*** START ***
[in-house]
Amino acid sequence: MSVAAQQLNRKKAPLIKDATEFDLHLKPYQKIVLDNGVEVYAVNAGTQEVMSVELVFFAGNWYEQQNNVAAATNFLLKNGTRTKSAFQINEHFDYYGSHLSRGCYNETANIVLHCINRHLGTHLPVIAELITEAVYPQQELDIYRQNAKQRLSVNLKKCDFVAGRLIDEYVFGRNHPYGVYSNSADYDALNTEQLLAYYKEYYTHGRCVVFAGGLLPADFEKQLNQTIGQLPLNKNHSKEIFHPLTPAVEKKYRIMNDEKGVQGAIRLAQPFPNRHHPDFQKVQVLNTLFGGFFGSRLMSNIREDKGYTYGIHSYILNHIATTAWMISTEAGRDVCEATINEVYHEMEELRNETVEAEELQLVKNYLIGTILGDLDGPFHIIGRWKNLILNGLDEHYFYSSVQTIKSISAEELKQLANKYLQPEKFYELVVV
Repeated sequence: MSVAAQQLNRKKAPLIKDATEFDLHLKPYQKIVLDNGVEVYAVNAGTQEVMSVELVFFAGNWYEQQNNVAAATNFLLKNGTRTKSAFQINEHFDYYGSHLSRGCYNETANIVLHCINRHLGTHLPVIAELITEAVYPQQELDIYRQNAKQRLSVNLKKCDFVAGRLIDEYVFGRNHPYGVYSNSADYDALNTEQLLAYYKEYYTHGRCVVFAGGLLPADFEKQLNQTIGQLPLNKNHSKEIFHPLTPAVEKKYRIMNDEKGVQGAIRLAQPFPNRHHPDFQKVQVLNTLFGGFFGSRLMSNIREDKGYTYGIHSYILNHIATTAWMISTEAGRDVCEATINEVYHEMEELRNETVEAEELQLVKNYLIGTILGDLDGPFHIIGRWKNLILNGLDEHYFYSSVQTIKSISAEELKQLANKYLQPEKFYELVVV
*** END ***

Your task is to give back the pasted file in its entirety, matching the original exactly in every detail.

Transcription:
[in-house]
Amino acid sequence: MSVAAQQLNRKKAPLIKDATEFDLHLKPYQKIVLDNGVEVYAVNAGTQEVMSVELVFFAGNWYEQQNNVAAATNFLLKNGTRTKSAFQINEHFDYYGSHLSRGCYNETANIVLHCINRHLGTHLPVIAELITEAVYPQQELDIYRQNAKQRLSVNLKKCDFVAGRLIDEYVFGRNHPYGVYSNSADYDALNTEQLLAYYKEYYTHGRCVVFAGGLLPADFEKQLNQTIGQLPLNKNHSKEIFHPLTPAVEKKYRIMNDEKGVQGAIRLAQPFPNRHHPDFQKVQVLNTLFGGFFGSRLMSNIREDKGYTYGIHSYILNHIATTAWMISTEAGRDVCEATINEVYHEMEELRNETVEAEELQLVKNYLIGTILGDLDGPFHIIGRWKNLILNGLDEHYFYSSVQTIKSISAEELKQLANKYLQPEKFYELVVV
Repeated sequence: MSVAAQQLNRKKAPLIKDATEFDLHLKPYQKIVLDNGVEVYAVNAGTQEVMSVELVFFAGNWYEQQNNVAAATNFLLKNGTRTKSAFQINEHFDYYGSHLSRGCYNETANIVLHCINRHLGTHLPVIAELITEAVYPQQELDIYRQNAKQRLSVNLKKCDFVAGRLIDEYVFGRNHPYGVYSNSADYDALNTEQLLAYYKEYYTHGRCVVFAGGLLPADFEKQLNQTIGQLPLNKNHSKEIFHPLTPAVEKKYRIMNDEKGVQGAIRLAQPFPNRHHPDFQKVQVLNTLFGGFFGSRLMSNIREDKGYTYGIHSYILNHIATTAWMISTEAGRDVCEATINEVYHEMEELRNETVEAEELQLVKNYLIGTILGDLDGPFHIIGRWKNLILNGLDEHYFYSSVQTIKSISAEELKQLANKYLQPEKFYELVVV